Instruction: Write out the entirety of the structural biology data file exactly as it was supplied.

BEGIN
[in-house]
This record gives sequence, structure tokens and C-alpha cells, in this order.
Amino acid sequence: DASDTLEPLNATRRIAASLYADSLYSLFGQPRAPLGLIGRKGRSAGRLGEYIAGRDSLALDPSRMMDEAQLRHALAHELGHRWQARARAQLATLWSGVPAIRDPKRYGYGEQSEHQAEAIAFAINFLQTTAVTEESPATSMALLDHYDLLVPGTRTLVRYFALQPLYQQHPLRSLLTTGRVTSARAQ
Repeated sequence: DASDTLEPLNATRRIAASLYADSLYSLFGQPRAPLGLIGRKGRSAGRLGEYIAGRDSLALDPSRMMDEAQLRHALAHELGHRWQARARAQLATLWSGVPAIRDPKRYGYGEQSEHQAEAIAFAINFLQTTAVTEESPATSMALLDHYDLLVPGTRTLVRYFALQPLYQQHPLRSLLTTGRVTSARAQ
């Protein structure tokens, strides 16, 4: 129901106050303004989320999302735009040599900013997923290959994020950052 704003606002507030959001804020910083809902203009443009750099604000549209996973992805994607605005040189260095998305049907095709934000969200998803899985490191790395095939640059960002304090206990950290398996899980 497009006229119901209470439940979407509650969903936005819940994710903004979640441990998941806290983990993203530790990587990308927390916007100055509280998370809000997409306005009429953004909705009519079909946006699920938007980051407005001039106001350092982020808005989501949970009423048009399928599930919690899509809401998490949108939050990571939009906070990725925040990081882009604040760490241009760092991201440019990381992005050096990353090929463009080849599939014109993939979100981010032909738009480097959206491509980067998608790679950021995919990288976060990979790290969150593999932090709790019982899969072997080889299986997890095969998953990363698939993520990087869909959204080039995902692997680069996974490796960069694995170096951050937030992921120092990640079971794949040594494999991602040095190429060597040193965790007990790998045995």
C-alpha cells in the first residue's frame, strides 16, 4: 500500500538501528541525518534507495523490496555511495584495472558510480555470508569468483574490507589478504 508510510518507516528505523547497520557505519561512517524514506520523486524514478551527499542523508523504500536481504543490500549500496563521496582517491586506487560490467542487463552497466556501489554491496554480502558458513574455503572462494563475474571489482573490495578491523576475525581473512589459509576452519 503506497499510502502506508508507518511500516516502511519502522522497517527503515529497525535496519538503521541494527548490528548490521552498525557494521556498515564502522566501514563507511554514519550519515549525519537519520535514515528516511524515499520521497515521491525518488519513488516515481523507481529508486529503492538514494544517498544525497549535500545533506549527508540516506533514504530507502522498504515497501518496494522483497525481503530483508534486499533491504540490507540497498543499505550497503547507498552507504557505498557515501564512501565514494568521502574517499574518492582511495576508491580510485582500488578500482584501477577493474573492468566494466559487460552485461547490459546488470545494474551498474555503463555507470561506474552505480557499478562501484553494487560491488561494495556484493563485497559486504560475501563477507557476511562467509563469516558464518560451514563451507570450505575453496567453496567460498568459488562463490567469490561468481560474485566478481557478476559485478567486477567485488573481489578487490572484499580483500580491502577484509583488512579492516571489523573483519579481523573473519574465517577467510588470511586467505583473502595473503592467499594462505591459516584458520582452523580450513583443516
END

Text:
[in-house]
This record gives sequence, structure tokens and C-alpha cells, in this order.
Amino acid sequence: DASDTLEPLNATRRIAASLYADSLYSLFGQPRAPLGLIGRKGRSAGRLGEYIAGRDSLALDPSRMMDEAQLRHALAHELGHRWQARARAQLATLWSGVPAIRDPKRYGYGEQSEHQAEAIAFAINFLQTTAVTEESPATSMALLDHYDLLVPGTRTLVRYFALQPLYQQHPLRSLLTTGRVTSARAQ
Repeated sequence: DASDTLEPLNATRRIAASLYADSLYSLFGQPRAPLGLIGRKGRSAGRLGEYIAGRDSLALDPSRMMDEAQLRHALAHELGHRWQARARAQLATLWSGVPAIRDPKRYGYGEQSEHQAEAIAFAINFLQTTAVTEESPATSMALLDHYDLLVPGTRTLVRYFALQPLYQQHPLRSLLTTGRVTSARAQ
């Protein structure tokens, strides 16, 4: 129901106050303004989320999302735009040599900013997923290959994020950052 704003606002507030959001804020910083809902203009443009750099604000549209996973992805994607605005040189260095998305049907095709934000969200998803899985490191790395095939640059960002304090206990950290398996899980 497009006229119901209470439940979407509650969903936005819940994710903004979640441990998941806290983990993203530790990587990308927390916007100055509280998370809000997409306005009429953004909705009519079909946006699920938007980051407005001039106001350092982020808005989501949970009423048009399928599930919690899509809401998490949108939050990571939009906070990725925040990081882009604040760490241009760092991201440019990381992005050096990353090929463009080849599939014109993939979100981010032909738009480097959206491509980067998608790679950021995919990288976060990979790290969150593999932090709790019982899969072997080889299986997890095969998953990363698939993520990087869909959204080039995902692997680069996974490796960069694995170096951050937030992921120092990640079971794949040594494999991602040095190429060597040193965790007990790998045995």
C-alpha cells in the first residue's frame, strides 16, 4: 500500500538501528541525518534507495523490496555511495584495472558510480555470508569468483574490507589478504 508510510518507516528505523547497520557505519561512517524514506520523486524514478551527499542523508523504500536481504543490500549500496563521496582517491586506487560490467542487463552497466556501489554491496554480502558458513574455503572462494563475474571489482573490495578491523576475525581473512589459509576452519 503506497499510502502506508508507518511500516516502511519502522522497517527503515529497525535496519538503521541494527548490528548490521552498525557494521556498515564502522566501514563507511554514519550519515549525519537519520535514515528516511524515499520521497515521491525518488519513488516515481523507481529508486529503492538514494544517498544525497549535500545533506549527508540516506533514504530507502522498504515497501518496494522483497525481503530483508534486499533491504540490507540497498543499505550497503547507498552507504557505498557515501564512501565514494568521502574517499574518492582511495576508491580510485582500488578500482584501477577493474573492468566494466559487460552485461547490459546488470545494474551498474555503463555507470561506474552505480557499478562501484553494487560491488561494495556484493563485497559486504560475501563477507557476511562467509563469516558464518560451514563451507570450505575453496567453496567460498568459488562463490567469490561468481560474485566478481557478476559485478567486477567485488573481489578487490572484499580483500580491502577484509583488512579492516571489523573483519579481523573473519574465517577467510588470511586467505583473502595473503592467499594462505591459516584458520582452523580450513583443516